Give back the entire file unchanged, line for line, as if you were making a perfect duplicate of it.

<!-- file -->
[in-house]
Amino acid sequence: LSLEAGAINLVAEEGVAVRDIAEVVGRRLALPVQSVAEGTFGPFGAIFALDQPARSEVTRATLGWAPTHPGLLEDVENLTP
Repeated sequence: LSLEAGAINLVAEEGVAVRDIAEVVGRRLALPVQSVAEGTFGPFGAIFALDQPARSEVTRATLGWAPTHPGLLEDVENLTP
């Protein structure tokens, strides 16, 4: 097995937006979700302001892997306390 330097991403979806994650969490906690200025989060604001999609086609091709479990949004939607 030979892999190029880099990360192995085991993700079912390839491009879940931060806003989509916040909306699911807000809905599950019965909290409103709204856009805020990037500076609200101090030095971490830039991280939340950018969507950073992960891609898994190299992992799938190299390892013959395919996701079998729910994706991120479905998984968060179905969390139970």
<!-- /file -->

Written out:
[in-house]
Amino acid sequence: LSLEAGAINLVAEEGVAVRDIAEVVGRRLALPVQSVAEGTFGPFGAIFALDQPARSEVTRATLGWAPTHPGLLEDVENLTP
Repeated sequence: LSLEAGAINLVAEEGVAVRDIAEVVGRRLALPVQSVAEGTFGPFGAIFALDQPARSEVTRATLGWAPTHPGLLEDVENLTP
């Protein structure tokens, strides 16, 4: 097995937006979700302001892997306390 330097991403979806994650969490906690200025989060604001999609086609091709479990949004939607 030979892999190029880099990360192995085991993700079912390839491009879940931060806003989509916040909306699911807000809905599950019965909290409103709204856009805020990037500076609200101090030095971490830039991280939340950018969507950073992960891609898994190299992992799938190299390892013959395919996701079998729910994706991120479905998984968060179905969390139970």